He found again that if a pound of water were to fall twice this distance, or l,S44ft. under gravity, the velocity, if stopped, would raise its temperature 2' Fahr., and in fact that the riso of temperature under such circumstances is proportional to the height from which the pound of water is supposed to fall. By this means an exact relation is established lietween heat and work. Grove was the first to point out the probability of a conueetüm between the various species of molecular energy ; anil the researches of Joule, Thomson, and others, have established these relations with numerical accuracy. No better example of the correlation of the various kinds of energy can be given than what takes place in a galvanic battery. Let us suppose zinc is the metal used. Hero the source of energy is the burning or chemical combination of the zinc with oxygen, &c, in order to form a salt of zinc. The source of energy is in fact much the same as when coal is burned; it is the energy produced by chemical combination. Now, as we have said, the zinc combines with the oxygen and sulphate of zinc is produced, but the result of this combination docs not at first exlubit itself in the form of heat, hut rather in the form of an electric current. No doubt a great portion of the energy of this electric current is ultimately spent in heat, but we may, if we choose, spend part in promoting chemical decomposition; for instance, we may, decompose water. In this case part of the energy of the battery, derived, as has been stated from the burning of the zinc, is spent in heat, and part in decomposing the water, and hence we shall have less heat than if there were no water to decompose. But if when we have decomposed the water, we mix together the two gases hydrogen and oxygen which are the residts of this decomposition, and explode them, we shall recover the precise deficiency of heat. Without tho decomposition, let us say that the burning in tho battery of a certain weight of zinc gives us heat equal to 100, but with the decomposition only 80 ; twenty units of energy have therefore become spent in the decomposition, but if we explode the mixture of gases produced from the decomposition we shall get back heat equal to 20, and thus make the whole result of the burning of the zinc 100 units of energy as before.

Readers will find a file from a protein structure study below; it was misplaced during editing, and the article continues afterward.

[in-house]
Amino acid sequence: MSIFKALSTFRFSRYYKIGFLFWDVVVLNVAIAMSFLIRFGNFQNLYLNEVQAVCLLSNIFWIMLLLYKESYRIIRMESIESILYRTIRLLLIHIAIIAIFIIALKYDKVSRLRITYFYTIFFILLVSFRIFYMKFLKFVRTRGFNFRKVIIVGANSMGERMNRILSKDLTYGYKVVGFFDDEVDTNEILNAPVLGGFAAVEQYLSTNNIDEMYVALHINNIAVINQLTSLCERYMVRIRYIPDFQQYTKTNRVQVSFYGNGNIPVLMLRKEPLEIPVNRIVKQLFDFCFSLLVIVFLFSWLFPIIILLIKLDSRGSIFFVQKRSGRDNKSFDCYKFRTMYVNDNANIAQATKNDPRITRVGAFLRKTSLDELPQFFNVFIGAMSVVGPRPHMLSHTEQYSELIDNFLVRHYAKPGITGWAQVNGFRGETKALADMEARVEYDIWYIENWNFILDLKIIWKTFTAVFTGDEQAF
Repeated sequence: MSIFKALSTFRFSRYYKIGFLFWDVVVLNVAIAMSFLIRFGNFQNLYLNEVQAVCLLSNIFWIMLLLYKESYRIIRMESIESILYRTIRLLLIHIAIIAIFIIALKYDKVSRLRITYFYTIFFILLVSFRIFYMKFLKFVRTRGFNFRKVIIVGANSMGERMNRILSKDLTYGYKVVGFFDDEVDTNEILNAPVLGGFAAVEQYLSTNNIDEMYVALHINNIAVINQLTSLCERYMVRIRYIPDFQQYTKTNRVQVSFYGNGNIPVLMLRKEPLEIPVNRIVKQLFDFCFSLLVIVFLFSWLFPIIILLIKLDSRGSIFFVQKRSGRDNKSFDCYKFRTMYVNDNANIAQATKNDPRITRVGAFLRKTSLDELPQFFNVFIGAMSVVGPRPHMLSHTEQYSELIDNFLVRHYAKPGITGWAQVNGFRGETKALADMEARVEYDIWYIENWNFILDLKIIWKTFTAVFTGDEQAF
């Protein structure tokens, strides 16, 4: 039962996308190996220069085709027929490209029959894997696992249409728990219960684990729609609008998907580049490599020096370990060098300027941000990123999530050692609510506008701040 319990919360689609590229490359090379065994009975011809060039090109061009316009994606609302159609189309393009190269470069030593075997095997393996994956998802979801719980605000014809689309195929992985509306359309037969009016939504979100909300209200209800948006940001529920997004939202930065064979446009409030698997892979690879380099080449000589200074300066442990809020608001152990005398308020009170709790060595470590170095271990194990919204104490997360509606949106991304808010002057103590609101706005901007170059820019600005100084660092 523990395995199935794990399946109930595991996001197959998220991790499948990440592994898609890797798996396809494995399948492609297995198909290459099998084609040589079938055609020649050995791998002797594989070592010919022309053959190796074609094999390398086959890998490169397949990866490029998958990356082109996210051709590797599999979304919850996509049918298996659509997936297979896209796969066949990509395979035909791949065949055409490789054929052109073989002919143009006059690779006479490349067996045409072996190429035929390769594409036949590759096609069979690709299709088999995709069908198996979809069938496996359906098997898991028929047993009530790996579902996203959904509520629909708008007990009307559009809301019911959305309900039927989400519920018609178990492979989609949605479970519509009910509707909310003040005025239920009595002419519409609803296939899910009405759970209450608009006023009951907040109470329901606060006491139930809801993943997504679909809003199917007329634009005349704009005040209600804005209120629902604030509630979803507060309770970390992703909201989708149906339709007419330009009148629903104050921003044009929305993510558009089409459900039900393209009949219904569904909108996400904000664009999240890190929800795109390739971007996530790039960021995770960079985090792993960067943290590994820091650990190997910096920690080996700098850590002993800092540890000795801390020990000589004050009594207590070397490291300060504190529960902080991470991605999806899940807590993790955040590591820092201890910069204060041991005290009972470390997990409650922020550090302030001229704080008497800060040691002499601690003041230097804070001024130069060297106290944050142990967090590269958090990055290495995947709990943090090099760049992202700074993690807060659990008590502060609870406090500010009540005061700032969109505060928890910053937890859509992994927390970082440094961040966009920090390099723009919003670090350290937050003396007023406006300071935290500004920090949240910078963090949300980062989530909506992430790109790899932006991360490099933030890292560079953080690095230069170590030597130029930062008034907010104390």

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In like manner, if our electric battery is made to do work, thus forming a kind of engine, we shall have the heat produced by the current diminished by the exact equivalent of the mechanical effect which we have obtained from this engine.

There is nothing for nothing in the universe of energy.

SOLAR HEAT.
By Captain John Ekicsson.